10/23/2006 11:00PM

California set to review account-bet licenses

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The California Horse Racing Board is scheduled on Thursday to review license applications for account-wagering companies amid debates over how much of the telephone and Internet betting revenue should be shared with horsemen and whether the account-wagering companies should be required to share their signals.

The board's review is expected to draw officials and lawyers of the three account-wagering companies whose licenses expire at the end of 2006: XpressBet, Youbet.com, and Television Games Network (known as TVG). The licenses were most recently renewed at the end of 2004 for a two-year period. The racing board would need to approve

licenses by the end of this year for account-wagering companies to operate in the state in 2007.

The license renewal process has been a contentious subject this year, largely because of complaints from the Thoroughbred Owners of California, which represents the state's horsemen, and some members of the state's racing board. The

owners' group has argued that horsemen deserve to receive a larger cut from account-wagering revenue, especially from TVG, and have pressed regulators to require the companies to share signals from California racetracks.

Richard Shapiro, the chairman of the California Horse Racing Board, said a host of issues regarding licensing will be on the table at Thursday's meeting, but he said he could not predict which issues might be approved by the board, which has seven members.

"It's going to be very complex and probably very controversial," Shapiro said, referring to the possible conditions for licensing, including a ban on exclusivity contracts and the establishment of rates for simulcast signals. "The bottom line is that many commissioners feel that we need to get more revenue going to the tracks and horsemen."

Drew Couto, the president of the Thoroughbred Owners of California, said Tuesday that the organization's complaints about TVG stem from late last year, after TVG declined in October to negotiate with horsemen over the fees the company pays to racetracks. Those fees are typically split between the tracks and horsemen.

TVG's legal counsel, John Hindman, said that TVG had decided not to negotiate with the horsemen because California law does not require the horsemen to be a party to negotiations with racetracks. Couto disputed that interpretation and said that the California Horse Racing Board had required the negotiations as a condition of licensing after legislation established account wagering in the state in 2002.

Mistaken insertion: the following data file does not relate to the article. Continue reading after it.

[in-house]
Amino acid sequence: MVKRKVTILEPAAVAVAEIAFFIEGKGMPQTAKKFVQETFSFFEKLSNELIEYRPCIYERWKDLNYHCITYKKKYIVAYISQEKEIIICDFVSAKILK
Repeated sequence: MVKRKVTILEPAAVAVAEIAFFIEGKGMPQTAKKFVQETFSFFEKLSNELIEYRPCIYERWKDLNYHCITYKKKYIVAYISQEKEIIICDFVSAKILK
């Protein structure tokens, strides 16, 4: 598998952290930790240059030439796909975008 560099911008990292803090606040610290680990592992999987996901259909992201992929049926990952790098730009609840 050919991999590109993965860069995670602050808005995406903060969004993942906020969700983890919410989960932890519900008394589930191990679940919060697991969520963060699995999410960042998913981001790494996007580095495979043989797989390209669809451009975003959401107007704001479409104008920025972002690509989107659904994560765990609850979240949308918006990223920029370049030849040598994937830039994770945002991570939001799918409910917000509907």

The issue of exclusivity has also been a sore point to racing fans in California and the account-wagering companies that compete with TVG. Because TVG has exclusive contracts with Del Mar Thoroughbred Club, Hollywood Park, and Oak Tree at Santa Anita, competitors to the company are required to negotiate a licensing agreement with TVG to offer wagering on those signals.

Couto said that the owners' group has been pressing TVG to allow its competitors to broadcast the races on their Internet sites but that TVG has resisted. Couto and TVG officials were scheduled to meet Wednesday afternoon to try to iron out the issues before the board meeting.

David Nathanson, the senior vice president of TVG, said that TVG continues to believe that exclusivity is the proper course for the company, arguing that the network would be unable to get broad distribution on cable and satellite systems without it.

"As far as broadcast television is concerned, [exclusivity] is the basis of the business," Nathanson said. "You don't see the [same NFL game] on multiple channels. The way you get carried is by having unique content."

Nathanson also said that TVG objected to the idea of mandated fees to racetracks and horsemen, contending that TVG's negotiations are based on a business model whose costs and expenses are vastly higher than its competitors' because of its focus on its network channel.

Because of the complexities, the issue may not be completely resolved on Thursday, officials said. After Thursday, the California racing board has one more scheduled meeting, on Nov. 30.

"I'd feel more confident betting on a 2-year-old race in March than giving you an opinion about what is going to happen at that meeting," Couto said.